Regarding the editorial headlined “Japan’s woeful school funding” in the Dec. 20 edition, while the proportion of the finances spent on Japanese education is the second-lowest of all advanced countries in the world, an audit of the education ministry’s self-awarded funding is likely much higher, but also much harder to obtain the details of.
Equally disturbing is that the low funding for education is distributed in such a way that the main stockholders in the equation — the public paying increasingly high taxes — gets minimal say in and return for its compulsory investment.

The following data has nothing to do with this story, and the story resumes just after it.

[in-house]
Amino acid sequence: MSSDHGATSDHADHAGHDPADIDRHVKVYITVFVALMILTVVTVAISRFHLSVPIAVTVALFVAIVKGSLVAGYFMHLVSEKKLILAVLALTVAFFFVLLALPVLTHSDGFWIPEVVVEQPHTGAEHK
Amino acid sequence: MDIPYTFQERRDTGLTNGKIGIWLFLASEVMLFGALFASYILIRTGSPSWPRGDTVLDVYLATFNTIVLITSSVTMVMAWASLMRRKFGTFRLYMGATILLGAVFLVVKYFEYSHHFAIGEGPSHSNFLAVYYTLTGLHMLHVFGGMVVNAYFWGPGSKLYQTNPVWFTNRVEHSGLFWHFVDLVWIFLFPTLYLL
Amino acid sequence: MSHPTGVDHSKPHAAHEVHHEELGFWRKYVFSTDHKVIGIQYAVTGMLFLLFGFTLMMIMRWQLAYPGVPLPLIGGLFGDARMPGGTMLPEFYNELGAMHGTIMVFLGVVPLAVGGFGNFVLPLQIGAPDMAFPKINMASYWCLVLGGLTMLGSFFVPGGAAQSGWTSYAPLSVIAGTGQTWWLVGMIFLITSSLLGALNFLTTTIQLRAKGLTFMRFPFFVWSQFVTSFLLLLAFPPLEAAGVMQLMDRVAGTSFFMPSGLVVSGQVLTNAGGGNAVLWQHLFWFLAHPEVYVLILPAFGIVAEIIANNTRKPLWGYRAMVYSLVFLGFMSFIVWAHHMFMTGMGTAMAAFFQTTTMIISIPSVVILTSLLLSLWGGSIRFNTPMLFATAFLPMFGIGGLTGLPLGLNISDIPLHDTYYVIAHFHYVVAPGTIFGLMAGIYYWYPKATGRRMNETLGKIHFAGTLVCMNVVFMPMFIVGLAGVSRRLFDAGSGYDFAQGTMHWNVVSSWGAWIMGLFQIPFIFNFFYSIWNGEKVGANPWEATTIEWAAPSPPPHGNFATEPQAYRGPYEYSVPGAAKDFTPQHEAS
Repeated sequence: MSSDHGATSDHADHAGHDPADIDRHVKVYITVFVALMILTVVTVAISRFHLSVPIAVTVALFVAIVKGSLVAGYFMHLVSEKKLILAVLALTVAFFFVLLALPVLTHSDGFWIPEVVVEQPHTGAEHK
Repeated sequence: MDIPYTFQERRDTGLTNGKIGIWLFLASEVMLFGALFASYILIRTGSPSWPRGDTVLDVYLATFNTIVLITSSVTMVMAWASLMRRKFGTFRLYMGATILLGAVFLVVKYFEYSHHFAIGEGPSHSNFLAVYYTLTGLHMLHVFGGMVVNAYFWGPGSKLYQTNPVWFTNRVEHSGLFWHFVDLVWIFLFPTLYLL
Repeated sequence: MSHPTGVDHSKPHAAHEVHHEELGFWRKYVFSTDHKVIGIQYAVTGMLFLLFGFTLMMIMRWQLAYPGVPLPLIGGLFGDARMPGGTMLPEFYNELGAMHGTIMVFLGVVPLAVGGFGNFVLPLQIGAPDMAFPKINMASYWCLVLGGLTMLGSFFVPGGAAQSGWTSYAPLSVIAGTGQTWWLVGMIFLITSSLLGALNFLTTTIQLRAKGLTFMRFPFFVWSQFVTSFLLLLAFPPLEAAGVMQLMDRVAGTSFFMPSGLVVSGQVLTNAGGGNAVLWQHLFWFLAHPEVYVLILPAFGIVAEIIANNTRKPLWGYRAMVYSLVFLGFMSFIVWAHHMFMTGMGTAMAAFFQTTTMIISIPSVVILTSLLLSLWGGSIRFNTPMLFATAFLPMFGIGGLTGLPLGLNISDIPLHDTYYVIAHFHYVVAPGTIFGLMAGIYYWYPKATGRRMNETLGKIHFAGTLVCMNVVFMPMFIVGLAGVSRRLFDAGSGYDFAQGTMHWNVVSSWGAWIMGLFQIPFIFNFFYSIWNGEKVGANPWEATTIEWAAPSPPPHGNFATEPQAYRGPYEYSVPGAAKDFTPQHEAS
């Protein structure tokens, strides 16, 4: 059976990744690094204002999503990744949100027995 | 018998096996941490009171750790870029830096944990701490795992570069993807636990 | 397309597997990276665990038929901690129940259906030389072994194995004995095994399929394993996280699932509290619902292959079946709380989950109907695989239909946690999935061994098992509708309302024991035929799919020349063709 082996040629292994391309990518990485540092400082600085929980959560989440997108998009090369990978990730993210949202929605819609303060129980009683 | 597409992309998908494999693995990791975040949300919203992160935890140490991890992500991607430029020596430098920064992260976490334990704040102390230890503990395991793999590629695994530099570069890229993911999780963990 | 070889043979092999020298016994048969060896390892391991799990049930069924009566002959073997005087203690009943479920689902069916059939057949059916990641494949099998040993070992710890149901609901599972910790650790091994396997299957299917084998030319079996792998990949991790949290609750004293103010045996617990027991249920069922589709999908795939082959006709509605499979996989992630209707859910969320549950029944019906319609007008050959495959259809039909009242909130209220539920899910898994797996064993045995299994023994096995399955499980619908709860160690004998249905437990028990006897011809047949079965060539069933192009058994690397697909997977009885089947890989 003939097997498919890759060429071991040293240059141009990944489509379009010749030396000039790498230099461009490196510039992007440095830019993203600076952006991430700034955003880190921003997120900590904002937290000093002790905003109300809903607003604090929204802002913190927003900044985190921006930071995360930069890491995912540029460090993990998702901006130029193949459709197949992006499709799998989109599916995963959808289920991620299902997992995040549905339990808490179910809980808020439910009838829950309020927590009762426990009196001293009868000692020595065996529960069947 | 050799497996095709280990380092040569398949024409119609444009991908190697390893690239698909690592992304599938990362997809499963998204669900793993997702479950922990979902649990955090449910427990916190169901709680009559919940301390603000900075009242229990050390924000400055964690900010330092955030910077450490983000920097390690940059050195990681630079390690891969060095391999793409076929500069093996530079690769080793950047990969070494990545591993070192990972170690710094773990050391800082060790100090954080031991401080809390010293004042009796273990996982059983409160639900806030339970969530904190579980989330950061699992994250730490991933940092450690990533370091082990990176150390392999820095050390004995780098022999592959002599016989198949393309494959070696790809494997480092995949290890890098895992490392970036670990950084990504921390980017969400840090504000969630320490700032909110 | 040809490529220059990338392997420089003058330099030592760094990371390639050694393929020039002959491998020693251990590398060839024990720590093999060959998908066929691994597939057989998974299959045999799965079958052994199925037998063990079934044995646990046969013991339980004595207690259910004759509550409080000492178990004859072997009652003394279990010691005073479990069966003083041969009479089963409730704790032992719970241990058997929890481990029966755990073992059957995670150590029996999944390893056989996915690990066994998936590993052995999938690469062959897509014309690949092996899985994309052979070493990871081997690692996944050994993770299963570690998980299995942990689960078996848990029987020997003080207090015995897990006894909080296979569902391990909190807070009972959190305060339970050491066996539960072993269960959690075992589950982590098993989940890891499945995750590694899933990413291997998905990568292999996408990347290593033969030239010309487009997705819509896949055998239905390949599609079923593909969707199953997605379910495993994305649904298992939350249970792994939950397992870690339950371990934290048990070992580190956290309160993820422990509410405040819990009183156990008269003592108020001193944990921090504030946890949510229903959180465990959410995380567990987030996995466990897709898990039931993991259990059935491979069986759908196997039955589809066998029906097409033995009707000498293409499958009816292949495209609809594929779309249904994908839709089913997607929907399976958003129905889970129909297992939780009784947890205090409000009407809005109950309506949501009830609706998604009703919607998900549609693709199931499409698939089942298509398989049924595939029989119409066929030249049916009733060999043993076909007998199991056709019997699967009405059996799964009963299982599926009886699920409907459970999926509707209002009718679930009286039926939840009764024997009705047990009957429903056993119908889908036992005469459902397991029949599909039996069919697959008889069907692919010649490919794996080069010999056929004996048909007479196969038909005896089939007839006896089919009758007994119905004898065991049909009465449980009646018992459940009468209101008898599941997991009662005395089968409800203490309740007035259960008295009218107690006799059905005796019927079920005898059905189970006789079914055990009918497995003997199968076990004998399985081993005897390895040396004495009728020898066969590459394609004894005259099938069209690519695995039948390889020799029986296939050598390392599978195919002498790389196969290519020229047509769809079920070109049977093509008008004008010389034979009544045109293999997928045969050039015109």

Most educational institutions carry top-heavy bureaucracies offering questionable benefits. For every full-time teacher being axed or just not replaced, nonteaching staff numbers remain far less affected overall as their total numbers has long far exceeded those even in countries spending proportionately more on actual teaching staff.
Worst of all is that no matter how well or badly a teacher may teach, their effort or lack thereof is not commensurate with their salary, thus undermining any motivation that might remain to excel.
The dearth of Japanese universities ranked in the world’s top thousand is a sad testament to a blueprint that can only achieve mediocrity or worse.
The opinions expressed in this letter to the editor are the writer’s own and do not necessarily reflect the policies of The Japan Times.
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